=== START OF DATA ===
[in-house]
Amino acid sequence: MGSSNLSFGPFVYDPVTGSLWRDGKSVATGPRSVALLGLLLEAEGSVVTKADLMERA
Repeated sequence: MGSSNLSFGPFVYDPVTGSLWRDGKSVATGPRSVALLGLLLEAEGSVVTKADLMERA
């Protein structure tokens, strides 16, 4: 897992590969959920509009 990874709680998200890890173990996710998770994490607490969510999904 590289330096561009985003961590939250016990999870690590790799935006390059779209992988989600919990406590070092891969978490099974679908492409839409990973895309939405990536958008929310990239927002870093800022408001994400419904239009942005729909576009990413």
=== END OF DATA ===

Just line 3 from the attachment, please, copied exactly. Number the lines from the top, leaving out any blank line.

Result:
Repeated sequence: MGSSNLSFGPFVYDPVTGSLWRDGKSVATGPRSVALLGLLLEAEGSVVTKADLMERA